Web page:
Move over Metallica and Slayer, and make some room for the new competitors for the metal crown, Saved By Sin. Its members consist of Ben ‘Dynamite’ Poitras on vocals, Cory ‘Cream’ Hamilton on bass, Denis ‘Heavy’ Andre on guitar, and Steph ‘Slick’ Couture on Drums. These new young masters of metal have created a sound that sticks in your head like gum does to your shoe. They’re convoluted melodies made up of dynamic and overpowering bass riffs and a vigorous and relentlessly forceful drumming sound. The immaculate guitar riffs are perfectly combined with snarling power chords and vibrant chugging, and the vocals are fierce and unmerciful but Ben’s hypnotizing melodic singing voice breaks up that wide range of screams nicely.
Saved by Sin were announced as the winners of the Super Nova competition, that also made famous bands like Sum 41. They gave a mind blowing performance at Reggie’s bar last Friday with amazing stage presence and a super tight set. Saved By Sin is a new metal band that matters. Ben Poitras and Denis Andre took a few minutes after the show to talk to us about who Saved By Sin really is.
Where did your nicknames come from?
Denis Andre: I got Heavy in high school I was 6’6″ and 245 lbs.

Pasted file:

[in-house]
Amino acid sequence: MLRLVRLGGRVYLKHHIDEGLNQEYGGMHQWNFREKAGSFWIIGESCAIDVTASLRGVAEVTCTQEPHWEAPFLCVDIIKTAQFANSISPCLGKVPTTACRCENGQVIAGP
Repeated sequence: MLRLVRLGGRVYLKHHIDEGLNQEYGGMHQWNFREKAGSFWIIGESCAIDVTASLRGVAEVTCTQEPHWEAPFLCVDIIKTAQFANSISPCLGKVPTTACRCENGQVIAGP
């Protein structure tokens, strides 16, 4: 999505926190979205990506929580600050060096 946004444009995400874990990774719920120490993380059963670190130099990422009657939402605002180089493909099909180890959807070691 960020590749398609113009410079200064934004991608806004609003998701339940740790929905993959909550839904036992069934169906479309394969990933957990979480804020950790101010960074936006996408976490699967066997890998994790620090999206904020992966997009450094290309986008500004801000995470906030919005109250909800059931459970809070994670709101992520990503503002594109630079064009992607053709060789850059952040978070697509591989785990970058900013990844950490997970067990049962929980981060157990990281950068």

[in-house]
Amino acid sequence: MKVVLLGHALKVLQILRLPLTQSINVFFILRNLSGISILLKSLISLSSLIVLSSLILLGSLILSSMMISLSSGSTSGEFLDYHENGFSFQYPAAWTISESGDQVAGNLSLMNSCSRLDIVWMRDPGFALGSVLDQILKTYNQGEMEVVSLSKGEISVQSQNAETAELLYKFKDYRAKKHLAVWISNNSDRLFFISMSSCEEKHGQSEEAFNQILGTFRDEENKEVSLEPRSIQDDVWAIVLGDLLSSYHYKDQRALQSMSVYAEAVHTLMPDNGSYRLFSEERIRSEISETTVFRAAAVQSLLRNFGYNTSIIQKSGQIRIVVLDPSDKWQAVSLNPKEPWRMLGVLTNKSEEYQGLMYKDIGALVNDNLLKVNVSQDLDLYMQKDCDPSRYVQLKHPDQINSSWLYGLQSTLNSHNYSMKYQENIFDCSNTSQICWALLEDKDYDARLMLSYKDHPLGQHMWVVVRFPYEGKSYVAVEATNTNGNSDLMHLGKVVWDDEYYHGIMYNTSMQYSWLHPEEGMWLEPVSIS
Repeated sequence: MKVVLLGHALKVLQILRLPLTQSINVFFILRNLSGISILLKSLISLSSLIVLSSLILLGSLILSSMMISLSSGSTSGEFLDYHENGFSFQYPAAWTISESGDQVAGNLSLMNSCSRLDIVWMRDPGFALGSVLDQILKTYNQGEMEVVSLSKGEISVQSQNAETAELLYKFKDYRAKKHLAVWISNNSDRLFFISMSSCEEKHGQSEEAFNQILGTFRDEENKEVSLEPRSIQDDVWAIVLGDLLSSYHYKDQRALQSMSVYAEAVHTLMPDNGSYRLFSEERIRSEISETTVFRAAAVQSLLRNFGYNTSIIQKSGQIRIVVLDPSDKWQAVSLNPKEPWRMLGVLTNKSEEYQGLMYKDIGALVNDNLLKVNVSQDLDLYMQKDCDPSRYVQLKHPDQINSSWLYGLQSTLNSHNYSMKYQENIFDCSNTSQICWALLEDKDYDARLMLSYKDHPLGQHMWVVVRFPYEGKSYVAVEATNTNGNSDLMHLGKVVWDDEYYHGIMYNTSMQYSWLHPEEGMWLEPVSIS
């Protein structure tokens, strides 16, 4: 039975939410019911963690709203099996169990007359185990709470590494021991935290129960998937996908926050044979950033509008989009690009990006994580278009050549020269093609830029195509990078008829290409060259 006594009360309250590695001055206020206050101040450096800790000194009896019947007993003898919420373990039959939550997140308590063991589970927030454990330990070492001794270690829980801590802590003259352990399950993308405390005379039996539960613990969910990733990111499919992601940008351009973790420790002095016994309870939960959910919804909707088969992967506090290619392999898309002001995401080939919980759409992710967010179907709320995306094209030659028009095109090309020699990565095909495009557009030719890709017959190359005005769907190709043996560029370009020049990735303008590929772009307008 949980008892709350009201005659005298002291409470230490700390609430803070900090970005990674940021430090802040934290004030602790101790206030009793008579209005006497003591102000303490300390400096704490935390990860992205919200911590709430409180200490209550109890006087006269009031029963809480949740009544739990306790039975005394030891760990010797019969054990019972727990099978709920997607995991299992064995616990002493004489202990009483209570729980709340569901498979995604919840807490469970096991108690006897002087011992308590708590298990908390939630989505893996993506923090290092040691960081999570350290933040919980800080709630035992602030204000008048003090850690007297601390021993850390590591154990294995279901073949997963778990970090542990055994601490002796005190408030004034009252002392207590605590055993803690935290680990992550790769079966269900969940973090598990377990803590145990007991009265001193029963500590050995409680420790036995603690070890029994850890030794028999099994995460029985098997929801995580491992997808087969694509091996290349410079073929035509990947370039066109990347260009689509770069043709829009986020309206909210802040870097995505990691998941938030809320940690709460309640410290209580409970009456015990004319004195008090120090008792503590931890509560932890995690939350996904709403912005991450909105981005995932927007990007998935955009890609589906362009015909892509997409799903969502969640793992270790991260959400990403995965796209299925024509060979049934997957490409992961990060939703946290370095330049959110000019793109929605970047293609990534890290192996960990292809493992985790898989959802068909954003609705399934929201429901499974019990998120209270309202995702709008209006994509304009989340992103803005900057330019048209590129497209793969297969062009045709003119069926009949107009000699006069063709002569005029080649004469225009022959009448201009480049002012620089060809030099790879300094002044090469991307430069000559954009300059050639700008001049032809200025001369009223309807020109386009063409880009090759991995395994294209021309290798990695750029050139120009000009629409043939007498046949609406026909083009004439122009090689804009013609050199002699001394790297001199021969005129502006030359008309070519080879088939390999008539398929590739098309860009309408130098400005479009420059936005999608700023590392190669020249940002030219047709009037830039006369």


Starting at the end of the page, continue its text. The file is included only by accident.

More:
Ben Poitras: The nicknames are pretty much based on our personality, Cory, our bass player, is known for keeping smooth rhythms, and that is why we call him Cream. We call Steph, our drummer, Slick because of when he was growing his hair out and he could he would always wet his hands and run them through his hair. He was always slicked up.
Where did you get the name Saved By Sin? What does it mean?
DA: It means whatever you want it to mean. I wrote down a whole bunch of names that should never ever even be repeated, but Saved By Sin was one of them.
BP: The meaning of saved by sin does not necessarily mean to live a sinful lifestyle it’s the exact opposite of that; where leading that sinful lifestyle is the thing is what saves you. It makes you realize how to rectify your life and your mistakes so that you are actually being saved by sin because you never know how good life can be until you’ve experienced some of the bad stuff.
How do you describe your musical style?
BP: It’s like delivering hard ons through hard music.
DA: That’s probably the best explanation for it, if there was an explanation for it.
Who are your greatest influences and inspirations?
BP: I would not be singing heavy metal music if it were not for Jessie Leech and Randy Blythe. The “Alive or Just Breathing” record by Killswitch Engaged is ground breaking. It opened my eyes to the talent of having chore screaming at all levels of highs combined with melodic singing parts I didn’t know a human could make these sounds.
DA: To me A New American Gospel changed metal. Everything from New Age Metal to Classical music influenced me in a way.
What other then music inspires you?